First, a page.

Using bind for local domain

Network configuration

Difficulty: ★★★★★

Serving a local network

Resolving local network devices can be a pain because the name query is often forwarded to root nameservers or ISP cache servers which returns NXDOMAIN.

To create a robust LAN whether it is for home or small business use you need an internet facing domain which access to DNS control panel. These notes uses bind on a Raspberry Pi running the default Raspberry Pi OS.

REQUIRED
Experience with terminal is mandatory as all setup is done using a SSH connection and any error will break your connection. Knowledge of DNS, zone files and dhcp especially ISC bind and ISC dhcp is also mandatory.

Install bind and dhcp

Ensure your system is up-to-date then install bind and dhcp packages

$ sudo apt update && sudo apt upgrade -y
$ sudo apt install bind9 isc-dhcp-server -y

Example config

domain mydomain.org
local domain corp.mydomain.org
local net/subnet 172.16.10.0/24
local gateway IP 172.16.10.1
local nameserver IP 172.16.10.2
dhcp range 172.16.10.100 to 200
temp nameserver IP 91.239.100.100

The temporary nameserver is provided by uncensoreddns.org

Static IP

Assign a static IP to your Pi by editing your network configuration.

Create a file /etc/network/interfaces and add content

auto lo
iface lo inet loopback

auto eth0
iface eth0 inet static
        address 172.16.10.2
        netmask 255.255.255.0
        gateway 172.16.10.1
        dns-nameservers 91.239.100.100 
        # dns-nameservers 127.0.0.1

Double check your entries and reload

$ sudo systemctl daemon-reload
$ sudo systemctl reload network

From another terminal on your workstation ping your Pi

$ ping 172.16.10.2

On your Pi check the lookup

$ dig domain.org

Ensure you have a working Pi before continuing

Setup your public DNS

Login into your domain dns controlpanel and create the following records and save the changes

  1. A-record ns.corp.domain.org with IP 172.16.10.2
  2. Nameserver ns.corp.domain.org for corp.domain.org

Dump zone file from your control panel and verify the zone is correct

ns.corp.domain.org.     43200   IN  A   172.16.10.2
corp.domain.org.        43200   IN  NS  ns.corp.domain.org.
                        43200       A   172.16.10.0

corp.domain.org zone

Enable and start the local nameserver

$ sudo systemctl enable bind9.service
$ sudo systemctl start bind9.service

Create a local zone file /etc/bind/db.corp.domain.org with content

$TTL 1h
@       IN  SOA ns.corp.domain.org. admin.domain.org. (
                1       ; Serial
                3600    ; Refresh
                3600    ; Retry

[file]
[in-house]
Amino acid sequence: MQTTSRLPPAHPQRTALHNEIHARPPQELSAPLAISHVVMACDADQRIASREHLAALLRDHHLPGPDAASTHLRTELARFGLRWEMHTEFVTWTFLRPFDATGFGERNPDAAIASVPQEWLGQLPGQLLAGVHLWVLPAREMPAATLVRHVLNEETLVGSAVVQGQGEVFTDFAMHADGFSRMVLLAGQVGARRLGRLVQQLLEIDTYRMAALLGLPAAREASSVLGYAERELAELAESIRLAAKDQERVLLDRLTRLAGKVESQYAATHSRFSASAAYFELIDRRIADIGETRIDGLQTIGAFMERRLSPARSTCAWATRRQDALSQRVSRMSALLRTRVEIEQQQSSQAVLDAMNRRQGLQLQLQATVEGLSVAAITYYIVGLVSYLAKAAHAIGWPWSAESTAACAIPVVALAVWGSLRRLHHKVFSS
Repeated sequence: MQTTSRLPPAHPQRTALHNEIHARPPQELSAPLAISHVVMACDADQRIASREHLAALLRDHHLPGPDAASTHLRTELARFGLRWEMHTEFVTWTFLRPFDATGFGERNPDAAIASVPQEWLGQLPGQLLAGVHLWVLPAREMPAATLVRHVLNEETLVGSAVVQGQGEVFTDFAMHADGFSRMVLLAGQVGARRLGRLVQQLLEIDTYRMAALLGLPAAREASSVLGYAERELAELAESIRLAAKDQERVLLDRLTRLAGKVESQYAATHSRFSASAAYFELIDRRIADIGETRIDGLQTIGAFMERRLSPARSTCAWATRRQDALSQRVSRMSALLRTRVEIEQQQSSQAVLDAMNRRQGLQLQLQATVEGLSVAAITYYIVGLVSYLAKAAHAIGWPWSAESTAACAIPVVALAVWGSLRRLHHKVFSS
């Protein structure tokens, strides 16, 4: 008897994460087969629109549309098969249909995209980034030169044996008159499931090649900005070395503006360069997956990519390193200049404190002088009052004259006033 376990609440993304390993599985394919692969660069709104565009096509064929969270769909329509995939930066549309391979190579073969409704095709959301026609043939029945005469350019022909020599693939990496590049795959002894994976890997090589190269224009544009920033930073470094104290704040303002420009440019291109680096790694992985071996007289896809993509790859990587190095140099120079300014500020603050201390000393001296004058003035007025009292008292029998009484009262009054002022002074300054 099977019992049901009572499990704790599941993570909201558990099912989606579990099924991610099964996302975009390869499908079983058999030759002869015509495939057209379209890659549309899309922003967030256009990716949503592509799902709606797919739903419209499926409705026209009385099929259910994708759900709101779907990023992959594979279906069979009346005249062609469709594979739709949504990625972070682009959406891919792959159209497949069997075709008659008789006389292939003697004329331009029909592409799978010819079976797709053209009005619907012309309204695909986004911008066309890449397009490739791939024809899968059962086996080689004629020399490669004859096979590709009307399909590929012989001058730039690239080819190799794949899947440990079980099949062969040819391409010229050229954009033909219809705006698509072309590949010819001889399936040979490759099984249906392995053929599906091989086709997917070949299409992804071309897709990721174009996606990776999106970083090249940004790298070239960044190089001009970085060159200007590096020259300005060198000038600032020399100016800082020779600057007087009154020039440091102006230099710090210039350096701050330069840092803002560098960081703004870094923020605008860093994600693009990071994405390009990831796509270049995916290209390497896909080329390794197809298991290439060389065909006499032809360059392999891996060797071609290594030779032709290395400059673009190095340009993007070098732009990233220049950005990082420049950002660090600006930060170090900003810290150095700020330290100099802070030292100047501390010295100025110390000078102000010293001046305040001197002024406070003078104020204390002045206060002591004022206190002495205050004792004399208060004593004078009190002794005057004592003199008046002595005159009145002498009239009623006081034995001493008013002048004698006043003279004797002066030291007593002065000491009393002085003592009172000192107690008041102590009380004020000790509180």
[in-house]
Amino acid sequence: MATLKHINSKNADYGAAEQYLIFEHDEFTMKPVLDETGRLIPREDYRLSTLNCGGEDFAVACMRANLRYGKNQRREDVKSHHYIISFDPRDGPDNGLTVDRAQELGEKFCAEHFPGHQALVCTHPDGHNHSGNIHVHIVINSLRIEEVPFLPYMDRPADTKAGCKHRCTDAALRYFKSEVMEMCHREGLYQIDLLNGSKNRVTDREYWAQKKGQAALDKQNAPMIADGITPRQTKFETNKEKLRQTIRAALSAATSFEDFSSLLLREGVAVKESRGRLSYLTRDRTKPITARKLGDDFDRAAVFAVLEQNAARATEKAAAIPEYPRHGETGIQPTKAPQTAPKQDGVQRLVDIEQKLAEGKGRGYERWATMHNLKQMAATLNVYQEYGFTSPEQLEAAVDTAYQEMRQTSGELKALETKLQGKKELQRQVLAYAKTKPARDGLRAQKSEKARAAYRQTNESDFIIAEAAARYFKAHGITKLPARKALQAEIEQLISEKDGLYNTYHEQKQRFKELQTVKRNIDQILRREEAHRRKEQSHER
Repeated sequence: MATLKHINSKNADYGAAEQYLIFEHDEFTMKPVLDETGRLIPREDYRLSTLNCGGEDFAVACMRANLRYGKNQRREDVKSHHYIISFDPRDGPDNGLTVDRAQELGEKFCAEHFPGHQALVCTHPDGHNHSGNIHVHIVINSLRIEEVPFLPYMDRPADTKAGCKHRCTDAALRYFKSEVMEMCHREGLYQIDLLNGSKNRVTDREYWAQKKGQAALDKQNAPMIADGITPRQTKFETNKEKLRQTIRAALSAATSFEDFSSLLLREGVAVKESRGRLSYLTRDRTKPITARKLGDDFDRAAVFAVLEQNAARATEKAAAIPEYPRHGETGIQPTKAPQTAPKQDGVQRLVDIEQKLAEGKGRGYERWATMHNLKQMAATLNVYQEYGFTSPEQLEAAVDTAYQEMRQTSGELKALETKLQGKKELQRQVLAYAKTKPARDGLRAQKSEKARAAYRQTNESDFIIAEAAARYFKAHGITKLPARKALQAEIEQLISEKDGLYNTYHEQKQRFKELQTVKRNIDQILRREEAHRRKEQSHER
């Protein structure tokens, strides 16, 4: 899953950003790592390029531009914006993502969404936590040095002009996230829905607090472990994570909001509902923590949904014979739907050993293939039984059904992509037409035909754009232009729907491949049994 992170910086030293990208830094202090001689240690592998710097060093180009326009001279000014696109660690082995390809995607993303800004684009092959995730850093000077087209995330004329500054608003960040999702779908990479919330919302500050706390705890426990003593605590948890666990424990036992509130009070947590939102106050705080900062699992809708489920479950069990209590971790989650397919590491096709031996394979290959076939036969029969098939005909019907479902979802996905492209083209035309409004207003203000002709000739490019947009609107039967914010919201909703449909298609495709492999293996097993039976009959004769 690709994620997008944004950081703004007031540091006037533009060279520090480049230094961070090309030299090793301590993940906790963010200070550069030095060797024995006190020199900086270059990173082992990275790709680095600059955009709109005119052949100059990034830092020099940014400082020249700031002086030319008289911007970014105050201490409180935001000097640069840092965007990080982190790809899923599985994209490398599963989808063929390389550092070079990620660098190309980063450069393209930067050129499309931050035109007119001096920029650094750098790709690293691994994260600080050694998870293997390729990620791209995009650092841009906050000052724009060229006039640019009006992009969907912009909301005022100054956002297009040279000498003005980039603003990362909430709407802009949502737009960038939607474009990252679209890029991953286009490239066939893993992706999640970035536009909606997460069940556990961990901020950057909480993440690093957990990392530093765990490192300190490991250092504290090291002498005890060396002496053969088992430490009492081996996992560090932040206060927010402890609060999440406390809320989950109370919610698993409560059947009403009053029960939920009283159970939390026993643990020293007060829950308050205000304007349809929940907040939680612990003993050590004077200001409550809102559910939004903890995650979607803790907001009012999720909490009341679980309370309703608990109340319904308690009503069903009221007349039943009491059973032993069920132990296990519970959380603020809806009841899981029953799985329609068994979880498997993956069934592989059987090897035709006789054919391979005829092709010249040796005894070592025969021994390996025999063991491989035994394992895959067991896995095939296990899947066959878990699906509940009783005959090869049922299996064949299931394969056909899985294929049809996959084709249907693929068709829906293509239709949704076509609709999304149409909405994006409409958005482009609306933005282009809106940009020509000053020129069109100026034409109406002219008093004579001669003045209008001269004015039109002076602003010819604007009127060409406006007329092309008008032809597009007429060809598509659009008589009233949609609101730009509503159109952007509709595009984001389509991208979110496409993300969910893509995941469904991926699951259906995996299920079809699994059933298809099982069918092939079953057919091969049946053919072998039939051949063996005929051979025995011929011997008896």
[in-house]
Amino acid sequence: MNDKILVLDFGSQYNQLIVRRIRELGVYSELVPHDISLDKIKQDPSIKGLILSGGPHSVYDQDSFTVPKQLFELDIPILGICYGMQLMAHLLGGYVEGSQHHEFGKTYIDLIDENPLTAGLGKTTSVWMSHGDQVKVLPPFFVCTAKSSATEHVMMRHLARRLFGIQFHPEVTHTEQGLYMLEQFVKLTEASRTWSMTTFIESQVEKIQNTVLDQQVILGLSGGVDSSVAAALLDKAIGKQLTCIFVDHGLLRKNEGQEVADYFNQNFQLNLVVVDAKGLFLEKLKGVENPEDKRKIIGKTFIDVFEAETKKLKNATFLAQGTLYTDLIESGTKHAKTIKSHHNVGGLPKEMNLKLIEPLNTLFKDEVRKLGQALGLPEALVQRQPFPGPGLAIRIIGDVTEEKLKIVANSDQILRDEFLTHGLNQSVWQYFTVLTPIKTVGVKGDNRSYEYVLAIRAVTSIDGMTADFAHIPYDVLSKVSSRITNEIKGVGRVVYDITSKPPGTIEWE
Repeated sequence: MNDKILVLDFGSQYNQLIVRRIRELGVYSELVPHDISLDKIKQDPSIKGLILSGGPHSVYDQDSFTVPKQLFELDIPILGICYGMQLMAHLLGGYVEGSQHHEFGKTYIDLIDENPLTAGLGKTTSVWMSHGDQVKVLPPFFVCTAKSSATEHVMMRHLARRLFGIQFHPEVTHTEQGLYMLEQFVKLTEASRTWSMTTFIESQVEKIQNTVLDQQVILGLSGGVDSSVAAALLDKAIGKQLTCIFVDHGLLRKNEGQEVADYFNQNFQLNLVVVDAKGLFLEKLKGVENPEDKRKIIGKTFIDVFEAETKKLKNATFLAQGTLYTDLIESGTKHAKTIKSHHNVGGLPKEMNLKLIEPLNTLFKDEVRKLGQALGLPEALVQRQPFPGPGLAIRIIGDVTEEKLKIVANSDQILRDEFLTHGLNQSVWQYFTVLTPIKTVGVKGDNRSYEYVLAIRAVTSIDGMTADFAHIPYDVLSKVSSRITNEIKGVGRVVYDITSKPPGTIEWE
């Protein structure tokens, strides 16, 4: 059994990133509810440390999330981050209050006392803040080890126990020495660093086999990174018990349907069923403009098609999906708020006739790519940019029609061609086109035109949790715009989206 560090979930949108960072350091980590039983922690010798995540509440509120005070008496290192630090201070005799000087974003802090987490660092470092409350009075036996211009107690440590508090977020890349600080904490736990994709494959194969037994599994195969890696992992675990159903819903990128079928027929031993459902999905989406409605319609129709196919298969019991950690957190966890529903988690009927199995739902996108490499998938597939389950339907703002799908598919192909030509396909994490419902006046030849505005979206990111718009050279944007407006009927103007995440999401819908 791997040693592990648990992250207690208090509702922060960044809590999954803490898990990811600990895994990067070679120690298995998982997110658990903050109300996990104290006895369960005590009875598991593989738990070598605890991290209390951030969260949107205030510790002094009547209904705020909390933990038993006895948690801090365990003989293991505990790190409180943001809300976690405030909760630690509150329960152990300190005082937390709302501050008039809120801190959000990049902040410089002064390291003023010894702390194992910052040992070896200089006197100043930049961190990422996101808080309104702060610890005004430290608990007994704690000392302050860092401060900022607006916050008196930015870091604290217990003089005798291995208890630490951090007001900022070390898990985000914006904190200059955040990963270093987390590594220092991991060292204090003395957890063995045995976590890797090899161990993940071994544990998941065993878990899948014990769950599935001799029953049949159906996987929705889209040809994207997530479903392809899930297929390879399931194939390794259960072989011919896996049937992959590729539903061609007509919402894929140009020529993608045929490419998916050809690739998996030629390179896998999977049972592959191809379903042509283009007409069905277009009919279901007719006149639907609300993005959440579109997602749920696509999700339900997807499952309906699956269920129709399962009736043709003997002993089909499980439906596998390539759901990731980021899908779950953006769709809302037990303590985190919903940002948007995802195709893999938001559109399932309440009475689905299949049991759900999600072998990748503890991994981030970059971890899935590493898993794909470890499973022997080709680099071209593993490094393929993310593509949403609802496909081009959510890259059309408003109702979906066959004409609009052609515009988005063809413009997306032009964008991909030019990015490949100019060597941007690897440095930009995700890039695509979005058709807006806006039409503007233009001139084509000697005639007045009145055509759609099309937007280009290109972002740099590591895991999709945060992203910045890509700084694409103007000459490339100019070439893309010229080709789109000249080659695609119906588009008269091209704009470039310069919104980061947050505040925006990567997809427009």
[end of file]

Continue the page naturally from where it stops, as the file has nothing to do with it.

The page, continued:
1W      ; Exire
                3H      ; Negative Cache TTL
                )
@       IN      NS      ns.corp.domain.org.
ns      IN      A       172.16.10.2
mail    IN      A       172.16.10.3
webmail IN      CNAME   mail.corp.domain.org.

Check the zone

$ named-checkconf /etc/bind/db.corp.domain.org

172.16.10.0/24 reverse zone

Create a reverse zone file /etc/bind/db.172.16.10 with content

@       IN      SOA     ns.corp.domain.org. admin.domain.org. (
                        1               ; Serial
                        604800          ; Refresh
                        86400           ; Retry
                        2419200         ; Expire
                        604800          ; Negative Cache TTL
                        )
@       IN      NS      ns.corp.domain.org.
2       IN      PTR     ns.corp.domain.org
3       IN      PTR     mail.corp.domain.org

Check the zone

$ named-checkconf /etc/bind/db.172.160.10

Edit /etc/bind/zones.rfc1918 and comment the line for your reverse zone file and save

# zone "16.172.in-addr.arpa"  { type master; file "/etc/bind/db.empty"; };

Check the zone

$ named-checkconf /etc/bind/zones.rfc1918

Adding zones

Edit /etc/bind/named.conf.local and add the new new zones and save the file

zone "corp.domain.org" {
    type master;
    file "/etc/bind/db.corp.domain.org;
};

zone "10.16.172.in-addr.arpa" {
    type master;
    file "/etc/bind/db.172.16.10";
};

Check the zone

$ named-checkconf /etc/bind/named.conf.local

Check root servers

Check the root hints in db.root and update the file if necessary (remember to check the zone if you edit)

dig +bufsize=1200 +norec NS . @a.root-servers.net | egrep -v ';|^$' | sort

Check the options file

Edit the file /etc/bind/named.conf.options if necessary - remember to check the zone after edit.

Time of reckoning

Reload the bind9 service

$ sudo systemctl reload bind9.service

On the Pi test your lookup

$ dig corp.domain.org

Change your Raspberry Pi network to use local bind service by editing the file /etc/network/interfaces file Change the temporay nameserver to 127.0.0.1 save the file and reload networking.

#dns-nameservers 91.239.100.100 
dns-nameservers 127.0.0.1
$ sudo systemctl reload networking

On the Pi test your lookup one more time - you should get the same answer - this time from your Pi

$ dig corp.domain.org

Setting up isc-dhcp

Edit the file /etc/dhcp/dhcpd.conf with content

ddns-update-style interim;
ddns-updates on;
do-forward-updates on;
option domain-name "corp.domain.org";
option domain-name-servers 172.16.10.2;
option broadcast-address 172.16.10.255;
option routers 172.16.10.1;
default-lease-time 86400;
max-lease-time 604800;

subnet 172.16.10.0 netmask 255.255.255.0 {
    range 172.16.10.101 172.16.10.200;
};

Only one DHCP service is allowed for a network so disable all other DHCP services.

When you have disabled router DHCP - enable and start the isc-dhcp-server.service

$ sudo systemctl enable isc-dhcp-server.service
$ sudo systemctl start isc-dhcp-server.service